You may run the code below to reproduce the model results with a new random seed.

```
set.seed(2)
trainIndex <- createDataPartition(date_fruit$Class, p = .9, list = FALSE)
date_train <- as.data.frame(date_fruit[trainIndex, ])
date_test <- as.data.frame(date_fruit[-trainIndex, ])
cv_spec <- trainControl(method = 'cv', number = 5)
date_rf_train <- train(
form = Class ~ .,
data = date_train,
method = 'rf',
preProcess = c('center', 'scale'),
tuneGrid = data.frame(mtry = 1:10),
metric = 'Accuracy',
trControl = cv_spec,
ntree = 500,
importance = TRUE
)
plot(date_rf_train)
confusionMatrix(date_rf_train)
date_predict_test <- predict(date_rf_train, newdata = date_test)
confusionMatrix(date_predict_test, date_test$Class)
varImp(date_rf_train, type = 1, scale = FALSE)
```

The results are quantitatively slightly different. For example, the
maximum accuracy is now achieved with `mtry = 3`

, the
accuracy values in the training and test sets are slightly different, a
few of the confusion matrix entries are different, and the exact values
of variable importance are different.

The reason the results are different is because there are many places where randomness comes into play in the model fitting process, in particular:

- The initial training-test split
- The split of the training set into five cross-validation folds in
the model tuning phase (this is done 10 times, once for each
`mtry`

value we are testing) - Within the random forest algorithm itself, the sampling with replacement to create subsets of the data

However, it’s important to note that the difference in overall model performance between the two random seeds is negligible, so we can be fairly confident that our assessment of how well the model does isn’t very dependent on how the random number generator happened to be initialized.

Here is an example using a simpler model than random forest. It uses
the `rpart`

method to fit single classification trees to the
data instead of growing a whole forest of them. The parameter
`cp`

or complexity is our tuning parameter that governs how
closely the tree fits the data. I used trial and error to determine a
reasonable range for the tuning grid of that parameter.

```
cv_spec <- trainControl(method = 'cv', number = 5)
date_rpart_train <- train(
form = Class ~ .,
data = date_train,
method = 'rpart',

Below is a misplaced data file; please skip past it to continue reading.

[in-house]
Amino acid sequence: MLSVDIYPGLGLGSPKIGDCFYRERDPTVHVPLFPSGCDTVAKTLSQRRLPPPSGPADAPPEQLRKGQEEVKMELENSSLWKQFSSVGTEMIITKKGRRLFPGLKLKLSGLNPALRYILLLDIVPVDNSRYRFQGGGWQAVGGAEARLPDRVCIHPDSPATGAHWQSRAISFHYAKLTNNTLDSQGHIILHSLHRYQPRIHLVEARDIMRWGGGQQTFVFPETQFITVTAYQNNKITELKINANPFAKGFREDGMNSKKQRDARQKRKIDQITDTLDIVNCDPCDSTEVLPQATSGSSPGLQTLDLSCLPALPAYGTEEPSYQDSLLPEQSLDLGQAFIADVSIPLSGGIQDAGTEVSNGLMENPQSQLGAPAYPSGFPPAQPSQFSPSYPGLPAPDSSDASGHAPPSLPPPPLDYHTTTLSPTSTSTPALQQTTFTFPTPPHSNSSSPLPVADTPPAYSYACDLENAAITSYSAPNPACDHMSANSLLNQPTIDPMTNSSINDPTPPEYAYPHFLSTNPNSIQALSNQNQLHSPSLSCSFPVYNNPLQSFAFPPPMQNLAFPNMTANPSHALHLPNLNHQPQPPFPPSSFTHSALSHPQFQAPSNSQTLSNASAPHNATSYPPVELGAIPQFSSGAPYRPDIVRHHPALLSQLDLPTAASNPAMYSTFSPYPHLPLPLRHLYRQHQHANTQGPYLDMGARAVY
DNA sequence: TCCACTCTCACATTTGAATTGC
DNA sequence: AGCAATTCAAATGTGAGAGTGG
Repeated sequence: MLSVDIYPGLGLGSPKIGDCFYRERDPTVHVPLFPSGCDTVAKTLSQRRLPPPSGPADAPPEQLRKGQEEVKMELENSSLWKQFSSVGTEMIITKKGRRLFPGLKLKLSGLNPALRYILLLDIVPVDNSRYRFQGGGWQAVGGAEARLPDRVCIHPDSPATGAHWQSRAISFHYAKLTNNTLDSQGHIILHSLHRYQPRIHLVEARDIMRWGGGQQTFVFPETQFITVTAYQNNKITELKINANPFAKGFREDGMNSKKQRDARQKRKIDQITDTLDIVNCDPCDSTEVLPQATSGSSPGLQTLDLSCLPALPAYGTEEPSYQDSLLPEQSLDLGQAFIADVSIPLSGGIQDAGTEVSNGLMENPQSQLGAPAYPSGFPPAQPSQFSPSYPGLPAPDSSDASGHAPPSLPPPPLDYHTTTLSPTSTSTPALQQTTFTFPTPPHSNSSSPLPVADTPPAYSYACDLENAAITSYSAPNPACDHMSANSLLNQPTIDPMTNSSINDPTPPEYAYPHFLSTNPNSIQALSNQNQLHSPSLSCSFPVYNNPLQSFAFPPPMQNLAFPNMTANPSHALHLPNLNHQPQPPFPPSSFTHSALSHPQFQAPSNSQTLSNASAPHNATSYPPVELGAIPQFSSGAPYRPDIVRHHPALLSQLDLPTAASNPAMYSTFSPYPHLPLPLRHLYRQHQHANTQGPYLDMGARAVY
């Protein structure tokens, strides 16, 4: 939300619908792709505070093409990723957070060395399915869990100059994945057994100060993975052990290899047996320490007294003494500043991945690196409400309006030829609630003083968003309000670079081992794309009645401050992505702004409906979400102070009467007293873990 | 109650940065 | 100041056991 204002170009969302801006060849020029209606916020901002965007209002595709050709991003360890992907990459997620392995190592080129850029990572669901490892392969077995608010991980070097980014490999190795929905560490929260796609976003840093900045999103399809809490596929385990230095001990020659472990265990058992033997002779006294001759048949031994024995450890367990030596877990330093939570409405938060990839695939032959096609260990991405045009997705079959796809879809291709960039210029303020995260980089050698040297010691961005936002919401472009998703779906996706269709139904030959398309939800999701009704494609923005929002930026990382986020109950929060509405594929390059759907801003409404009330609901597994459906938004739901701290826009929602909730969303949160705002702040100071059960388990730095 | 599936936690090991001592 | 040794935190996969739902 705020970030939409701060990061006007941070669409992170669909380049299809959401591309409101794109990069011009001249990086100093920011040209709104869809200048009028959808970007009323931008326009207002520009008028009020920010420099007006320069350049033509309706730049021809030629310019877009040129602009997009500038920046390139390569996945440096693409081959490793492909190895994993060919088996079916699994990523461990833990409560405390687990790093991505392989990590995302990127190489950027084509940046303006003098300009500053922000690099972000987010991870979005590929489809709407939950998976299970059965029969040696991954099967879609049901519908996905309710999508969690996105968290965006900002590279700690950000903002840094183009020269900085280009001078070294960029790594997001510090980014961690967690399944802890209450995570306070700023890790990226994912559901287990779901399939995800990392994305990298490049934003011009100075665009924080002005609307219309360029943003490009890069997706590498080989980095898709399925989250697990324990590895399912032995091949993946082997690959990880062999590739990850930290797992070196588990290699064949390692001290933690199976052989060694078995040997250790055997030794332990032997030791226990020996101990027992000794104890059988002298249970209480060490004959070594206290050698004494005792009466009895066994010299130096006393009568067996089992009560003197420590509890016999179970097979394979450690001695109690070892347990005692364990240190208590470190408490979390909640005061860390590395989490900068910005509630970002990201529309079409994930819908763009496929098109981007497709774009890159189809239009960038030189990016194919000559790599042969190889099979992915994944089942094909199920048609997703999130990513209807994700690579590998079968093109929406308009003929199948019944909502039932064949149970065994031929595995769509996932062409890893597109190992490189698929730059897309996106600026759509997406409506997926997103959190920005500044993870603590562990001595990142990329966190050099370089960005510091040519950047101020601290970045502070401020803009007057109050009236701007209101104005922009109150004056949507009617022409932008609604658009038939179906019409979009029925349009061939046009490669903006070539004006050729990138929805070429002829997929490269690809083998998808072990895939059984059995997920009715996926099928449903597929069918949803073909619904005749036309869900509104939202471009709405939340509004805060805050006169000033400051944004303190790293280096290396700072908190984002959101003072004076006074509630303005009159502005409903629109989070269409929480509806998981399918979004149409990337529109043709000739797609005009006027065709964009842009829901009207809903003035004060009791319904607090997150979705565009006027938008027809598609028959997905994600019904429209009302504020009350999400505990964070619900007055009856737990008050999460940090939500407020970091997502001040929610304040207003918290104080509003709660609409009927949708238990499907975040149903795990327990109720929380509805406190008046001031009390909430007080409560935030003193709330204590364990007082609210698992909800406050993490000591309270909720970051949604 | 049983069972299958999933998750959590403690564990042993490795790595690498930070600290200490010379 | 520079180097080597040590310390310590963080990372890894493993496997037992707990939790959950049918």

preProcess = c('center', 'scale'),
tuneGrid = data.frame(cp = seq(0.0001, 0.01, by = 0.0001)),
metric = 'Accuracy',
trControl = cv_spec
)
plot(date_rpart_train)
confusionMatrix(date_rpart_train)
date_rpart_predict_test <- predict(date_rpart_train, newdata = date_test)
confusionMatrix(date_rpart_predict_test, date_test$Class)
```

The model performance is quite a bit worse than random forest and support vector machine, with only about 80% accuracy on training and test sets. This highlights how the random forest algorithm typically delivers better performance than a simple tree-based approach.

Run the following code to do ridge regression on the sugarcane yield
dataset. The code is identical to the lasso code except
`alpha = 0`

instead of `alpha = 1`

.

```
set.seed(4)
tsh_ridge_fit <- train(
x = sugarcane %>% select(all_of(sugarcane_predictor_variables)) %>% as.data.frame,
y = sugarcane$TSH,
method = 'glmnet',
preProcess = c('center', 'scale'),
tuneGrid = expand.grid(
alpha = 0,
lambda = c(0.00001, 0.0001, 0.001, 0.01, 0.1)
),
metric = 'RMSE',
trControl = cv_spec_sugarcane
)
tsh_ridge_fit
plot(tsh_ridge_fit)
tsh_ridge_fit$bestTune
lambda_use <- min(tsh_ridge_fit$finalModel$lambda[tsh_ridge_fit$finalModel$lambda >= tsh_ridge_fit$bestTune$lambda])
position <- which(tsh_ridge_fit$finalModel$lambda == lambda_use)
best_coefs <- coef(tsh_ridge_fit$finalModel)[, position]
data.frame(coefficient = round(best_coefs, 3))
```

The results are not too different in terms of R-squared and RMSE.
However the shrinkage is more severe than the lasso; the coefficient
estimates are closer to zero. This may be desirable in some situations.
In fact, it is possible to take a hybrid approach between ridge and
lasso called elastic
net regression, where you also tune the model to find an appropriate
`alpha`

value somewhere between 0 and 1.

Here I am trying a model called Bayesian regularized neural network
by specifying `method = 'brnn'`

. The only tuning parameter is
the number of neurons. I am testing out each value from 1 to 10 using
the argument `tuneGrid = data.frame(neurons = 1:10)`

. This
will prompt you to install the **brnn** package if you
didn’t have it installed already in your R package library.

By the way, I know nothing about Bayesian regularized neural networks and I picked it basically at random from the list of supported models. That is just to emphasize that it is easy, sometimes almost too easy, to fit a machine learning model to a dataset without knowing anything about what the model is actually doing inside the “black box.”

```
set.seed(5)
tsh_brnn_fit <- train(
x = sugarcane %>% select(all_of(sugarcane_predictor_variables)) %>% as.data.frame,
y = sugarcane$TSH,
method = 'brnn',
preProcess = c('center', 'scale'),
tuneGrid = data.frame(neurons = 1:10),
metric = 'RMSE',
trControl = cv_spec_sugarcane
)
tsh_brnn_fit
plot(tsh_brnn_fit)
```

The RMSE and R-squared values are basically the same as what we got for the lasso and ridge regression (RMSE is ~6 and R-squared is ~0.25), if not slightly worse. Thus in terms of performance there is no good reason to prefer this model over lasso or ridge. In fact, lasso and ridge provide much more interpretable parameter estimates, so in this case I would stick with either one of them.